Competition in EU Health Law and Policy – What Role for Member States?

For our first event of this semester our guest, Dr. Mary Guy, comes to us from Lancaster University to discuss her work on EU Health Law and Policy. Where are we heading? What role is left for member states? And how are we to understand the changes? Specifically Dr Guy will be presenting her latest research which builds on her book Competition Policy in Healthcare: Frontiers in Insurance-based and Taxation-funded Systems and includes the very latest developments:

“Article 168(7) TFEU has been described as a “subsidiarity clause for healthcare” for circumscribing EU-level intervention in Member States’ responsibilities regarding the organisation and delivery of health services.

While Article 168(7) TFEU suggests that Member States are free to experiment with competition reforms to varying degrees (Andreangeli 2016), expanded public/private delivery of healthcare services is likely to trigger application of EU competition rules. 

The EU competition law framework which has emerged thus far from cases such as Ambulanz Glöckner, AOK Bundesverband and FENIN, has influenced competition reforms at a national level (Guy 2019) and led to suggestions that EU-level intervention is at least desirable to avoid divergent interpretations of EU competition law (Van de Gronden and Szyszczak 2014).

EU-level influence and intervention regarding competition reforms of national healthcare systems may now be expanding via the fiscal control mechanisms of the European Semester, specifically the Country-Specific Recommendations (CSRs), and it is increasingly established that healthcare-related CSRs are influential (Azzopardi-Muscat et al. 2015, DGSANTE 2019).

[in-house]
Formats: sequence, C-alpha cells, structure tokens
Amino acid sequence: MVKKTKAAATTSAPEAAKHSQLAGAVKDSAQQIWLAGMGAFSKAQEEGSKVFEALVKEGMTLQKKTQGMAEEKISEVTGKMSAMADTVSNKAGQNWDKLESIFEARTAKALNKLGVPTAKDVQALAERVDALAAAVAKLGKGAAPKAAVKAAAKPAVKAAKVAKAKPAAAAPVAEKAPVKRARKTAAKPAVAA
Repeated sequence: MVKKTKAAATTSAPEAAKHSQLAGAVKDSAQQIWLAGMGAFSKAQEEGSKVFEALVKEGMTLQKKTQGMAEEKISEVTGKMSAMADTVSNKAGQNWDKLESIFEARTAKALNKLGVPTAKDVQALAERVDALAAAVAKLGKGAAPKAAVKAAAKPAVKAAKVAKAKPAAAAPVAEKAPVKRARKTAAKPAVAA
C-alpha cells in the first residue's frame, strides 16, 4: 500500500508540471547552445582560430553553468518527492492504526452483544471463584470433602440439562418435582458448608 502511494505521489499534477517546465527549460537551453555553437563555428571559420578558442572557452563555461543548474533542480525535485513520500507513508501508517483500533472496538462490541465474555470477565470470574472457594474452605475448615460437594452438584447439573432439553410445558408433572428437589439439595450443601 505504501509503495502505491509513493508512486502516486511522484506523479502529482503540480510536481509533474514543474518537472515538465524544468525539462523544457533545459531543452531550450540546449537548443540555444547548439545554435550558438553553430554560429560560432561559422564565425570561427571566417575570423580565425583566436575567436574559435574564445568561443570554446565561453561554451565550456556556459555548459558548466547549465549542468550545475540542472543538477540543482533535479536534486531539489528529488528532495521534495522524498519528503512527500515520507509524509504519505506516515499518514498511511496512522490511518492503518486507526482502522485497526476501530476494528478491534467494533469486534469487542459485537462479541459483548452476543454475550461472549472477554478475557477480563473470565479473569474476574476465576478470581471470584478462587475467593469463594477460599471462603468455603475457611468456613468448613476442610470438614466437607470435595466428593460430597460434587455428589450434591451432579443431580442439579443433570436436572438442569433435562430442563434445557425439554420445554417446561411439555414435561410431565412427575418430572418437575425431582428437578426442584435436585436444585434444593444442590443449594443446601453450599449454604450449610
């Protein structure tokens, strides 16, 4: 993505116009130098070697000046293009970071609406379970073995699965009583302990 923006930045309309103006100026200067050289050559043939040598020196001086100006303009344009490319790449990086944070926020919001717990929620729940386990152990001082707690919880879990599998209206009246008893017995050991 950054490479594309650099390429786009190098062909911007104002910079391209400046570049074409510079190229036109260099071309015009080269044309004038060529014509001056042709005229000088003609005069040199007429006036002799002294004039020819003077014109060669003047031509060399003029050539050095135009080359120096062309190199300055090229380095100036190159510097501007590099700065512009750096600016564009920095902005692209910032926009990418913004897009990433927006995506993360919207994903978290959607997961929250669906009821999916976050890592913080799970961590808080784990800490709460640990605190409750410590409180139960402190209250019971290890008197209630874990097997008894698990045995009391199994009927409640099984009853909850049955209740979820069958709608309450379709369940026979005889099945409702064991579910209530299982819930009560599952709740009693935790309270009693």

The CSRs have prompted Member States, inter alia, to remove restrictions on healthcare professions (France 2015) and increase competition (Italy 2016). The fundamental tension between solidarity and competition associated with national healthcare reforms has also been reflected in CSRs to improve cost-effectiveness and equal access (Finland 2018).

This paper employs an interdisciplinary (law/political science) approach to examine possible limits of Article 168(7) TFEU by reference to the development of competition reforms in healthcare – a lens which reflects possible wider movement in EU focus between completion of the internal market and fiscal policy, considered to represent two “faces” of EU health policy (Greer 2013). This lens is also useful for examining how the EU may seek to ensure better implementation of EU policies at national level, and the extent to which EU fiscal policy may influence national healthcare reform.

At least two important considerations emerge. Firstly, that the Member States receiving CSRs may be less “free” under Article 168(7) TFEU to experiment with healthcare system reform than those which do not. Secondly, that Member State-level insights may result in a more coherent EU-level approach to competition in healthcare.”

We look forward to seeing you there. Refreshments will be served.

4 March 2020, 16:00-18:00, Old College – G.158 – Quad Teaching Room